Quality & Quantity

, Volume 52, Issue 3, pp 1173–1192 | Cite as

The use of network analysis to handle semantic differential data

  • Giuseppe Giordano
  • Ilaria Primerano


The aim of this paper is to propose a method to transform semantic differential data into a network whose graph representation is interpreted as an empirical network of adjectives. The graph is constituted by the adjectives of the semantic differential task. Two adjectives are linked depending on the scoring assigned by a set of respondents. The proposed approach aims at using concepts and methods of Social Network Analysis to explore the network structure and study roles and positions of dominant adjectives. A simulation design has been realized to assess the stability of results under different conditions, i.e. in order to set the optimal threshold in presence of different data generator processes. A case study carried out on real data shows how the emerging network of adjectives can be effectively used to define the concept arising from a semantic differential task.


Connected component Network of adjectives Semantic space Weighted network 


  1. Borgatti, S.P., Everett, M.G.: Models of core/periphery structures. Soc. Netw. 21(4), 375–395 (2000)CrossRefGoogle Scholar
  2. Box, G.E.P., Hunter, J.S., Hunter, W.G.: Statistics for Experimenters: Design, Innovation, and Discovery, 2nd edn. Wiley, Hoboken (2005)Google Scholar
  3. Butts, C.T.: sna: Tools for Social Network Analysis. R package version 2.3-1 (2013).
  4. Carrington, P.J., Scott, J., Wasserman, S. (eds.): Models and Methods in Social Network Analysis. Cambridge University Press, New York (2005)Google Scholar
  5. Csardi, G., Nepusz, T.: The igraph software package for complex network research, Int. J. Complex Syst. 1695(5), 1–9 (2006).
  6. Doreian, P., Batagelj, V., Ferligoj, A.: Generalized Blockmodeling. Cambridge University Press, New York (2005)Google Scholar
  7. Freeman, L.: A set of measures of centrality based upon betweenness. Sociometry, 35–41 (1977)Google Scholar
  8. Freeman, L.: The Development of Social Network Analysis. A Study in the Sociology of Science. Empirical Press, Vancouver (2004)Google Scholar
  9. R Core Team: R: A language and environment for statistical computing. R Foundation for Statistical Computing, Vienna, Austria (2016).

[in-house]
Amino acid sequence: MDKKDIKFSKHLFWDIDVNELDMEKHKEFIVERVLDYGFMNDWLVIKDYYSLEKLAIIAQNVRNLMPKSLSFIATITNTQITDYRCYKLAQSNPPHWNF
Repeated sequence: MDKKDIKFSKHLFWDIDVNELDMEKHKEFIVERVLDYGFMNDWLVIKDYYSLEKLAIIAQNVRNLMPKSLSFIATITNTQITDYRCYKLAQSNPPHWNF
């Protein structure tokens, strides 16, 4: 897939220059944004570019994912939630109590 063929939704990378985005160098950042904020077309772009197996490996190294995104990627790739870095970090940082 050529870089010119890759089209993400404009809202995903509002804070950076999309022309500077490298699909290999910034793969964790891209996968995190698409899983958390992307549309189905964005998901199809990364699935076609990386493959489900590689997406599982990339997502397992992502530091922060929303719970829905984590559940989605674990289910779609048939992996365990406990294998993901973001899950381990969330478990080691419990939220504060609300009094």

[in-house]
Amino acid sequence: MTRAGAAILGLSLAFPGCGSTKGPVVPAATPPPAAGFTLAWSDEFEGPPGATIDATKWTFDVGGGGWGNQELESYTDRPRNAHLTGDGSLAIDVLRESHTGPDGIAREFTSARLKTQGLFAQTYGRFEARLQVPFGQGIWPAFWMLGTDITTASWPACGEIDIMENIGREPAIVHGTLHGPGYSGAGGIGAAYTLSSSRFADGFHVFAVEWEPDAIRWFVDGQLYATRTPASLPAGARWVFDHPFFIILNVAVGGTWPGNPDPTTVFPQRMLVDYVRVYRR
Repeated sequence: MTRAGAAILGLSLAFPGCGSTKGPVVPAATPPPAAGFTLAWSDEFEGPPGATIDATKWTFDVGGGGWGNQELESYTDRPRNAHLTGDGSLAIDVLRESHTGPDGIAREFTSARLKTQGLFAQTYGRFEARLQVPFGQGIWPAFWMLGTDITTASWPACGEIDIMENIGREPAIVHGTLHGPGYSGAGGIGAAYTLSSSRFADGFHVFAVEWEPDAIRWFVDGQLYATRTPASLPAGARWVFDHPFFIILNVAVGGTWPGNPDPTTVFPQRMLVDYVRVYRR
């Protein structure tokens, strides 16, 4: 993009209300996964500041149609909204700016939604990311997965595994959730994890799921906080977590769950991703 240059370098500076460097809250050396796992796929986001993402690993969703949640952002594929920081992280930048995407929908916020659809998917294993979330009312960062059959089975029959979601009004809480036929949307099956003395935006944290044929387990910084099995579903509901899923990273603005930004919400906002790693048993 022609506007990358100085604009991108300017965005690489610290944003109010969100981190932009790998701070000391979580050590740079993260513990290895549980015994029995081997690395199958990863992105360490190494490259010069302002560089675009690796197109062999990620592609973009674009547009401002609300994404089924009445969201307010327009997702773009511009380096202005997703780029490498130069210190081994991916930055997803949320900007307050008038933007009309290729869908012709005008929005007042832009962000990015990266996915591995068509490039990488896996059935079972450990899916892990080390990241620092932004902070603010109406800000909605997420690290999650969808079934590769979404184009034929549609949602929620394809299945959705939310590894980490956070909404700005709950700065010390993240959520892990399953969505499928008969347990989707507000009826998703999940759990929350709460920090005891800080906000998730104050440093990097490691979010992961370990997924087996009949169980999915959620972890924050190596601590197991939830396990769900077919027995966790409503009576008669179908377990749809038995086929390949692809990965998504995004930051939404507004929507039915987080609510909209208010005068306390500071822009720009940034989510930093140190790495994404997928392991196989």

10. Hanneman, R.A., Riddle, M.: Introduction to Social Network Methods. University of California, Riverside (2005)Google Scholar
  11. Heise, D.R.: Some methodological issues in semantic differential research. Psychol. Bull. 72(6), 406–422 (1969)CrossRefGoogle Scholar
  12. Heise, D.R.: The semantic differential and attitude research. In: Summers, G.F. (ed.) Attitude Measurement, pp. 235–253. Rand McNally, Chicago (1970)Google Scholar
  13. Jensen, P., Morini, M., Karsai, M., Venturini, T., Vespignani, A., Jacomy, M., Cointet, J.P., Mercklè, P., Fleury, E.: Detecting global bridges in networks. J. Complex Netw. 4(3), 319–329 (2016)CrossRefGoogle Scholar
  14. Lorrain, F., White, H.C.: Structural equivalence of individuals in social networks. J. Math. Sociol. 1(1), 49–80 (1971)CrossRefGoogle Scholar
  15. Newman, M.E.J.: Detecting community structure in networks. Eur. Phys. J. B Conden. Matter Complex Syst. 38(2), 321–330 (2004)CrossRefGoogle Scholar
  16. Osgood, C.E., Suci, G., Tannenbaum, P.: The Measurement of Meaning. University of Illinois Press, Urbana (1957)Google Scholar
  17. Wasserman, S., Faust, K.: Social Network Analysis: Methods and Applications. Cambridge University Press, New York (1994)CrossRefGoogle Scholar
  18. White, D.R., Reitz, K.P.: Graph and semigroup homomorphisms on networks of relations. Soc. Netw. 5(2), 193–234 (1983)CrossRefGoogle Scholar

Copyright information

© Springer Science+Business Media Dordrecht 2017

Authors and Affiliations

  1. 1.Department of Economics and StatisticsUniversity of SalernoFiscianoItaly

Personalised recommendations